Photos by Nathan Johnson
In 1932, the US Government came to Tuskeegee with a promise of free medical attention for nearly four hundred African American sharecroppers who suffered from "bad blood." These men were unknowingly part of the Tuskeegee Study of Untreated Syphillis in the Negro Male, an attempt to understand the progression of the disease. For the forty years that the study was active, and despite the commonplace use of penicillin to treat syphillis in the late 1940s, these men went untreated, until a leak brought the story to national attention in the 1970s.
This shameful chapter of American history is the basis for David Feldshuh's Miss Evers' Boys. The Miss Evers of the title is Eunice Evers (Nedra McClyde), an African American nurse who comes to Tuskeegee with the good news that Uncle Sam is willing to pay for medical care of anyone who is willing to be part of a study on the treatment of "bad blood." Because she is not an outsider and is passionate about her mission to help, men who would normally not trust the government agree to be tested for the study. Among those are a group of song-and-dance men, Caleb Humphries (Garrett Lee Hendricks), Willie Johnson (Jason Donnell Bush), Hodman Bryan (Marty Austin Lamar), and Ben Washington (David Pendleton). Charmed by Miss Evers, whom they come to see as a good luck charm, the group christen themselves Miss Evers' Boys, and win several of their song-and-dance competitions.
Nurse Evers truly believes in what she is doing, and under the seemingly benign auspices of Drs. Douglas (Alex C. Ferrill) and Brodus (Evander Duck), she gives the men the best treatment available at that time, mercury rub and injections of arsenic. And the men do get better, helping to cement Nurse Evers' image as savior. But Douglas and Brodus have other plans. They want to mimic an earlier study, the Oslo Experiments, to see what the effects of the disease would be if left untreated. They order Nurse Evers to begin providing placebos.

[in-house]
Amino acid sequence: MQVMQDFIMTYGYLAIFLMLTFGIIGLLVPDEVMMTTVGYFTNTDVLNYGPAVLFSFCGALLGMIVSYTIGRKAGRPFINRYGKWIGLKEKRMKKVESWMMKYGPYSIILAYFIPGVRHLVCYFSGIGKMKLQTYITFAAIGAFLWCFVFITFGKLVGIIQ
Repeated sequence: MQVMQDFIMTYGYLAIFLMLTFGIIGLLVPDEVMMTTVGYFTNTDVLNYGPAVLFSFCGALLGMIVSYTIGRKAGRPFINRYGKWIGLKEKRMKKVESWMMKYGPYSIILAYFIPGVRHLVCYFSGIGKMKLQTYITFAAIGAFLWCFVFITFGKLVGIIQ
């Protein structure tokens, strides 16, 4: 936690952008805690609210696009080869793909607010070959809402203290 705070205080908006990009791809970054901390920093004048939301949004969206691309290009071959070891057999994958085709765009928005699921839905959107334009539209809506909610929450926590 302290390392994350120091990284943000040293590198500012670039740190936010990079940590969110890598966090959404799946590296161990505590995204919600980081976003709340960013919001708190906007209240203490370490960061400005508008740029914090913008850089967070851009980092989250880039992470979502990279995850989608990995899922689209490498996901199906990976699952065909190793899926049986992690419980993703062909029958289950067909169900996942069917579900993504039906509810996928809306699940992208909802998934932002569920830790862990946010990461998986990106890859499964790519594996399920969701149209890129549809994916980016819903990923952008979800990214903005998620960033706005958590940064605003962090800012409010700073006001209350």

Despite her misgivings, Nurse Evers agrees and takes the first step down a very slippery slope that leads to betrayal and death.
The cast of Miss Evers' Boys is outstanding. McClyde is particularly noteworthy as Nurse Evers. Watching as she makes compromise after compromise, until, in an extremely moving scene with Pendleton as the dying Ben Washington, she finally realizes just how far she's gone, is a highlight of the play. Bush, Hendricks, Lamar, and Pendleton do an exceptional job as Miss Evers' Boys. Not only are they remarkable actors, but they are pretty good musicians as well. Bush does a terrific job in the athletically challenging role of Willie Johnson, the dancer of the group. He captures Willie's wonder at the future that is laid out at his feet, and the anger over the crushed dreams that he is evetually left with. Hendricks is particuarly strong as the passionate Caleb Humphries, the one man who is able to save himself. His scenes with McClyde are very moving, as the two have wonderful chemistry. Rounding out the cast are Duck and Ferrill as the doctors running the experiment. No cartoon villians, these are men who truly believe that what they are doing will benefit mankind as a whole. Duck and Ferrill both create well-balanced characters, who have made peace with the ethical gray area they have chosen to inhabit.
Director Melanie Moyer Williams has made the most of Feldshuh's script, her talented cast, and the tiny space at the Shell Theater. Scenic designer Adrienne Kapalko takes a less-is-more approach to the scenery, and the results are very effective. Another nice touch is the live music provided by pianist Laura Anderson.
Miss Evers' Boys is a powerful play about a terrible event. Like the best art, it both teaches and entertains. The Red Fern Theatre Company has done a marvellous job with this production.
Miss Evers' Boys
Written by David Feldshuh
Directed by Melanie Moyer Williams
Choreographer: Michael Blevins
Muscial Director - Stephen Anthony Elkins
Scenic Designer - Adrienne Kapalko
Ryan Metzler – Lighting Design
Costume Design - Ryan J. Moller
Composer - Kristen Lee Rosenfeld
Pianist - Laura Anderson
Stage Manager - Laura Luciano
Assistant Director - Caroline von Kuhn
Image Artist - Ashley Yaraghi
Featuring: Jason Donnell Bush (Willie Johnson), Evander Duck (Dr.Eugene Brodus), Alex C. Ferrill (Dr. John Douglas), Garrett Lee Hendricks (Caleb Humphries), Marty Austin Lamar (Hodman Bryan), Nedra McClyde (Eunice Evers), David Pendleton (Ben Washington)
The Shell Theater
300 W. 43rd Street, 4th Floor
March 19-April 5
For tickets call 212-352-3101.